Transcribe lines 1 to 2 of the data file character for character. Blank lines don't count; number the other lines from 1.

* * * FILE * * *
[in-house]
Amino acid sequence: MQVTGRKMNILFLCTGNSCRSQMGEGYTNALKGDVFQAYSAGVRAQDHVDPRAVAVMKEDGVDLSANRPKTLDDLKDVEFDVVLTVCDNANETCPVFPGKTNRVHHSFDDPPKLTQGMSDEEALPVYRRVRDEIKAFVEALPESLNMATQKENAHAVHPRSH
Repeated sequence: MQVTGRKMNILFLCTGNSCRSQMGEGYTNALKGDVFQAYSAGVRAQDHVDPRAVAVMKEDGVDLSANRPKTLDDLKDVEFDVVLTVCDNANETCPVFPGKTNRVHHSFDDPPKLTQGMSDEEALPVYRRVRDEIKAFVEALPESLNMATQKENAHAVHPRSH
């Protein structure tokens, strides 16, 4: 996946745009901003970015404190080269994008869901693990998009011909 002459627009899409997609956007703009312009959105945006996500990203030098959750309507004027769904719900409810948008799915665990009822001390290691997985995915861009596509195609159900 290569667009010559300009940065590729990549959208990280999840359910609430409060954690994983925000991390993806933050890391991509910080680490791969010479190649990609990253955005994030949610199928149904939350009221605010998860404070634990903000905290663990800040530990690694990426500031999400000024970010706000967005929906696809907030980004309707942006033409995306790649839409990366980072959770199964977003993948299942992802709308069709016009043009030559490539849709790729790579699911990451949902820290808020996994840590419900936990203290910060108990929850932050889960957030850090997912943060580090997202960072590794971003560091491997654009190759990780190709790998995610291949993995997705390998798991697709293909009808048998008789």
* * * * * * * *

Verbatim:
[in-house]
Amino acid sequence: MQVTGRKMNILFLCTGNSCRSQMGEGYTNALKGDVFQAYSAGVRAQDHVDPRAVAVMKEDGVDLSANRPKTLDDLKDVEFDVVLTVCDNANETCPVFPGKTNRVHHSFDDPPKLTQGMSDEEALPVYRRVRDEIKAFVEALPESLNMATQKENAHAVHPRSH